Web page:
Sunday, 23 December 2012
Bûche de Noël (Yule Log)
After watching the Great British Bake Off Christmas Special with Mary Berry and Paul Hollywood showing us some of their favourite Christmas bakes, I just had to make Mary Berry's Bûche de Noël! They also made Christmas cake and pudding - unfortunately I stand in the camp of not liking Christmas pudding - so the Bûche de Noël was a great alternative idea.
I made the ganache topping first because it has to cool down and set in the fridge for a few hours. I heated 300ml of double cream on the hob until it was quite warm. Mary says for it to be just hot enough that you can still hold your finger it in.
I mixed in 300g dark chocolate until it was smooth and glossy. I left it on the window sill to cool to room temperature, then popped it in the fridge for a few hours while I made the rest of the Bûche de Noël.
I missed the boat on taking photos during this point, apologies! I used my food mixer to whisk up 4 eggs with 100g caster sugar until it was frothy. Then sifted in 65g self-raising flour and 40g cocoa powder and folded it into the egg mixture gently so as not to lose the frothiness.
I put it into a lined baking tray (I don't have a swiss roll tin, but this works just as well) and baked on 200C/400F/Gas Mark 6 for 8-10 minutes. It sprang back up when I pressed it with a fingertip.
I prepared a sheet of baking paper dusted generously with icing sugar, I tipped the sponge out onto this while it was still hot, peeled off the baking paper it was baked in, and used a knife to make a grove along one end about 2cm from the end. Then I rolled the sponge up as tight as I could, taking the paper with it. I left it to cool fully still wrapped in the paper.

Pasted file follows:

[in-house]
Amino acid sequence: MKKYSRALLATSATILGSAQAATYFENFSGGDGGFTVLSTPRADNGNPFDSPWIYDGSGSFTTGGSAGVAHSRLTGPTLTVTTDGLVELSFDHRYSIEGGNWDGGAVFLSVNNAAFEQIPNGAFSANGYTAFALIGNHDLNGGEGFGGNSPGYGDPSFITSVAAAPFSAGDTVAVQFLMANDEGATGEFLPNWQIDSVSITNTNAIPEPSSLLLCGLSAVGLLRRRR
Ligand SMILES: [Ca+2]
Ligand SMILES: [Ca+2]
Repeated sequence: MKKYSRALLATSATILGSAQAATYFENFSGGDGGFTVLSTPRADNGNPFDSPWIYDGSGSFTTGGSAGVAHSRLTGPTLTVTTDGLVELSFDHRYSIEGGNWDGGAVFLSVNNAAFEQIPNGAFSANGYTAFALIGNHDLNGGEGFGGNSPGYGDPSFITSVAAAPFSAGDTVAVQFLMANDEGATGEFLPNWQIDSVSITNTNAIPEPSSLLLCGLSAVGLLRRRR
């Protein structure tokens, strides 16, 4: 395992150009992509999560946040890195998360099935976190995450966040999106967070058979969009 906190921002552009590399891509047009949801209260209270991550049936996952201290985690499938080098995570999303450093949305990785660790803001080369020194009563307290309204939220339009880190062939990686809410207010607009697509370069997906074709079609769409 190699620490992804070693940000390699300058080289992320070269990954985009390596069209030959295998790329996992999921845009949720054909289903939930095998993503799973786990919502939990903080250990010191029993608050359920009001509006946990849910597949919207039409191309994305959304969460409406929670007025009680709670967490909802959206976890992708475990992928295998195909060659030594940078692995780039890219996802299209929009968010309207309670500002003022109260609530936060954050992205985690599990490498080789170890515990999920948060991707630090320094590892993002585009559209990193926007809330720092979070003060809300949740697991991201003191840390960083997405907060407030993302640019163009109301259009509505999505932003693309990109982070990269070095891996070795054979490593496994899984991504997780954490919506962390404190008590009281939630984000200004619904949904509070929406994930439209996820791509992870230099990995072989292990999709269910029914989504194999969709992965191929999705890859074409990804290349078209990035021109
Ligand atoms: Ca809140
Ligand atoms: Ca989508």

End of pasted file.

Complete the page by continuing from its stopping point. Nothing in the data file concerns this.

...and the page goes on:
Once it was cold, I whipped up 300ml of cream, I'd say to use less as I had a lot left over. Unless you want extra cream to serve with the Bûche de Noël!
I unrolled the sponge and spread out the cream onto it using a palette knife.
Then I rolled it up again, I was pretty happy with the neatness of my roll!
I cut the roll diagonally at one end and positioned on a serving board to look like a branch.
The ganache was nice and thick by now. You want it to be as thick as a butter cream. I used a star nozzle and piping bag to pipe the ganache in lines along the roll, and swirls at each of the three ends.
A dusting of icing sugar and it was ready to eat! Sadly I didn't have a faux holly sprig to decorate with, but I still think it looks pretty good! This is the first time I've followed a Mary Berry recipe exactly, and it worked perfectly with all her instructions and tips, she really is a genius!
I have also entered this into Blue Kitchen Bakes Classic French Challenge!